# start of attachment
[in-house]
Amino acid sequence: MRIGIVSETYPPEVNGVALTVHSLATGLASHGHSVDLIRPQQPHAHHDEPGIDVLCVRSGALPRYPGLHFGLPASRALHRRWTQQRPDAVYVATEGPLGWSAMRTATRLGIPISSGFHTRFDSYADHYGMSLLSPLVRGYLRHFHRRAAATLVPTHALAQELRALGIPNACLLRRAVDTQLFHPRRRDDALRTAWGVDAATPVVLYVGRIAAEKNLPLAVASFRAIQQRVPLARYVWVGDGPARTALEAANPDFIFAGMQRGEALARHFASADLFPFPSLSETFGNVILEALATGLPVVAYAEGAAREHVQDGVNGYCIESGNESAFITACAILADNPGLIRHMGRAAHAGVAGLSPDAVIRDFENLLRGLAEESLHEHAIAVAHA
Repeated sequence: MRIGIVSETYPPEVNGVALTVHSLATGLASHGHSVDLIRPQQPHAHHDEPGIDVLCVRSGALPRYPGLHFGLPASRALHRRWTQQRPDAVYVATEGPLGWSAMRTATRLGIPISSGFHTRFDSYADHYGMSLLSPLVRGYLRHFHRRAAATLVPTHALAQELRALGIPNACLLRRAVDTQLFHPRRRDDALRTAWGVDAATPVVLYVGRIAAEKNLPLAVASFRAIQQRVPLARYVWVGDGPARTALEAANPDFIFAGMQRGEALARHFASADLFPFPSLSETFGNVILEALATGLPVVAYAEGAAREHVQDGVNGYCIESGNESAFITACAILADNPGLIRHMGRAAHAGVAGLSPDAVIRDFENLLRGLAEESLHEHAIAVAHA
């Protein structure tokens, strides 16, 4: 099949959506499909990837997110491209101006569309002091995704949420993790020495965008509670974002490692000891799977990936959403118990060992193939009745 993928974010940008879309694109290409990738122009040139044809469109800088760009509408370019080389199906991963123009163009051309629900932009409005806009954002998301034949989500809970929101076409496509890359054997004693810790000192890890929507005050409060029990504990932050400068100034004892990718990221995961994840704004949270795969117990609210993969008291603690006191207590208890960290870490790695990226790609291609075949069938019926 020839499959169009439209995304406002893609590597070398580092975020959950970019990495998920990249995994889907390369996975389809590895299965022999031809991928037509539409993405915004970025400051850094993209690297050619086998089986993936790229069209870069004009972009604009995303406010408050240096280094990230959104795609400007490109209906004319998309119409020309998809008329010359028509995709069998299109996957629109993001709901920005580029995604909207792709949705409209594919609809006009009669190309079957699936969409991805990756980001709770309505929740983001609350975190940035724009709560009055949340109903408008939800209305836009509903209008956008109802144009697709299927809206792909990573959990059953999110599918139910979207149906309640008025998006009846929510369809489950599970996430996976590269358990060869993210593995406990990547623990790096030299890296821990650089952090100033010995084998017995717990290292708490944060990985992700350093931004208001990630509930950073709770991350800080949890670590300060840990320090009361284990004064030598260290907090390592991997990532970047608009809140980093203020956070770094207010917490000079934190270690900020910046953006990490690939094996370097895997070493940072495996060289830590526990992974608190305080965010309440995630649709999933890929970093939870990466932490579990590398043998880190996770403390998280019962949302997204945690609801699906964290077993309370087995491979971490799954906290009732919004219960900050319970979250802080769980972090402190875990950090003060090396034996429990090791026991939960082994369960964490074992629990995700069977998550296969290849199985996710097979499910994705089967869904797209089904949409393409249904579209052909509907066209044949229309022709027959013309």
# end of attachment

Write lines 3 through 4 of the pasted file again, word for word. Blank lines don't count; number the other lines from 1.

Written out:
Repeated sequence: MRIGIVSETYPPEVNGVALTVHSLATGLASHGHSVDLIRPQQPHAHHDEPGIDVLCVRSGALPRYPGLHFGLPASRALHRRWTQQRPDAVYVATEGPLGWSAMRTATRLGIPISSGFHTRFDSYADHYGMSLLSPLVRGYLRHFHRRAAATLVPTHALAQELRALGIPNACLLRRAVDTQLFHPRRRDDALRTAWGVDAATPVVLYVGRIAAEKNLPLAVASFRAIQQRVPLARYVWVGDGPARTALEAANPDFIFAGMQRGEALARHFASADLFPFPSLSETFGNVILEALATGLPVVAYAEGAAREHVQDGVNGYCIESGNESAFITACAILADNPGLIRHMGRAAHAGVAGLSPDAVIRDFENLLRGLAEESLHEHAIAVAHA
């Protein structure tokens, strides 16, 4: 099949959506499909990837997110491209101006569309002091995704949420993790020495965008509670974002490692000891799977990936959403118990060992193939009745 993928974010940008879309694109290409990738122009040139044809469109800088760009509408370019080389199906991963123009163009051309629900932009409005806009954002998301034949989500809970929101076409496509890359054997004693810790000192890890929507005050409060029990504990932050400068100034004892990718990221995961994840704004949270795969117990609210993969008291603690006191207590208890960290870490790695990226790609291609075949069938019926 020839499959169009439209995304406002893609590597070398580092975020959950970019990495998920990249995994889907390369996975389809590895299965022999031809991928037509539409993405915004970025400051850094993209690297050619086998089986993936790229069209870069004009972009604009995303406010408050240096280094990230959104795609400007490109209906004319998309119409020309998809008329010359028509995709069998299109996957629109993001709901920005580029995604909207792709949705409209594919609809006009009669190309079957699936969409991805990756980001709770309505929740983001609350975190940035724009709560009055949340109903408008939800209305836009509903209008956008109802144009697709299927809206792909990573959990059953999110599918139910979207149906309640008025998006009846929510369809489950599970996430996976590269358990060869993210593995406990990547623990790096030299890296821990650089952090100033010995084998017995717990290292708490944060990985992700350093931004208001990630509930950073709770991350800080949890670590300060840990320090009361284990004064030598260290907090390592991997990532970047608009809140980093203020956070770094207010917490000079934190270690900020910046953006990490690939094996370097895997070493940072495996060289830590526990992974608190305080965010309440995630649709999933890929970093939870990466932490579990590398043998880190996770403390998280019962949302997204945690609801699906964290077993309370087995491979971490799954906290009732919004219960900050319970979250802080769980972090402190875990950090003060090396034996429990090791026991939960082994369960964490074992629990995700069977998550296969290849199985996710097979499910994705089967869904797209089904949409393409249904579209052909509907066209044949229309022709027959013309």